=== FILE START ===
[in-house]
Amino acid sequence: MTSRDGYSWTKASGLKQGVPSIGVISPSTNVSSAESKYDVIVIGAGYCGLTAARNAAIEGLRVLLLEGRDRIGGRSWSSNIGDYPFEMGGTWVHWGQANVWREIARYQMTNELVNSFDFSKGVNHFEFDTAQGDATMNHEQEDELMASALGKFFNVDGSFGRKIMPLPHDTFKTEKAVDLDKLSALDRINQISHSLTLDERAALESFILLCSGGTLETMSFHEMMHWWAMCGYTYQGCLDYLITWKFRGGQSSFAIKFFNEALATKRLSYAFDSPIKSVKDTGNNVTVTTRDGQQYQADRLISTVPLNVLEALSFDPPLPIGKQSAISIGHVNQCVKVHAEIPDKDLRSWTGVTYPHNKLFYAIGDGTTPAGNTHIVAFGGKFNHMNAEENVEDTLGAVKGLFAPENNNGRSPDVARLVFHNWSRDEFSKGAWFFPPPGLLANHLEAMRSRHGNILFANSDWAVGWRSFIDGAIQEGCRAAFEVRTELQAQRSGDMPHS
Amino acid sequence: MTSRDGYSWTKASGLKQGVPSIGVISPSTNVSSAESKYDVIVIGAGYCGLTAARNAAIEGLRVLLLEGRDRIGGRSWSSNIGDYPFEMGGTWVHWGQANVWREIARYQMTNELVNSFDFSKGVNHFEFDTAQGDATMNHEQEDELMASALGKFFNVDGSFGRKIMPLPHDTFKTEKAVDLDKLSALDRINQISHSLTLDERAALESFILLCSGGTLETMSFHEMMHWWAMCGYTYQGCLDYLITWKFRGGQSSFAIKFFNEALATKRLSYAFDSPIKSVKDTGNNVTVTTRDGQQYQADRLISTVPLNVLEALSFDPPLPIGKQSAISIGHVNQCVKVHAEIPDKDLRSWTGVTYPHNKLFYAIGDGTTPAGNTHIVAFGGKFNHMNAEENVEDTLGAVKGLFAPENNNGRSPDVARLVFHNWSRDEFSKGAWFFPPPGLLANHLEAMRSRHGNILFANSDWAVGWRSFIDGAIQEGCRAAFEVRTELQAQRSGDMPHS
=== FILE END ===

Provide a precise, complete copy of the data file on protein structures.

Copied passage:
[in-house]
Amino acid sequence: MTSRDGYSWTKASGLKQGVPSIGVISPSTNVSSAESKYDVIVIGAGYCGLTAARNAAIEGLRVLLLEGRDRIGGRSWSSNIGDYPFEMGGTWVHWGQANVWREIARYQMTNELVNSFDFSKGVNHFEFDTAQGDATMNHEQEDELMASALGKFFNVDGSFGRKIMPLPHDTFKTEKAVDLDKLSALDRINQISHSLTLDERAALESFILLCSGGTLETMSFHEMMHWWAMCGYTYQGCLDYLITWKFRGGQSSFAIKFFNEALATKRLSYAFDSPIKSVKDTGNNVTVTTRDGQQYQADRLISTVPLNVLEALSFDPPLPIGKQSAISIGHVNQCVKVHAEIPDKDLRSWTGVTYPHNKLFYAIGDGTTPAGNTHIVAFGGKFNHMNAEENVEDTLGAVKGLFAPENNNGRSPDVARLVFHNWSRDEFSKGAWFFPPPGLLANHLEAMRSRHGNILFANSDWAVGWRSFIDGAIQEGCRAAFEVRTELQAQRSGDMPHS
Amino acid sequence: MTSRDGYSWTKASGLKQGVPSIGVISPSTNVSSAESKYDVIVIGAGYCGLTAARNAAIEGLRVLLLEGRDRIGGRSWSSNIGDYPFEMGGTWVHWGQANVWREIARYQMTNELVNSFDFSKGVNHFEFDTAQGDATMNHEQEDELMASALGKFFNVDGSFGRKIMPLPHDTFKTEKAVDLDKLSALDRINQISHSLTLDERAALESFILLCSGGTLETMSFHEMMHWWAMCGYTYQGCLDYLITWKFRGGQSSFAIKFFNEALATKRLSYAFDSPIKSVKDTGNNVTVTTRDGQQYQADRLISTVPLNVLEALSFDPPLPIGKQSAISIGHVNQCVKVHAEIPDKDLRSWTGVTYPHNKLFYAIGDGTTPAGNTHIVAFGGKFNHMNAEENVEDTLGAVKGLFAPENNNGRSPDVARLVFHNWSRDEFSKGAWFFPPPGLLANHLEAMRSRHGNILFANSDWAVGWRSFIDGAIQEGCRAAFEVRTELQAQRSGDMPHS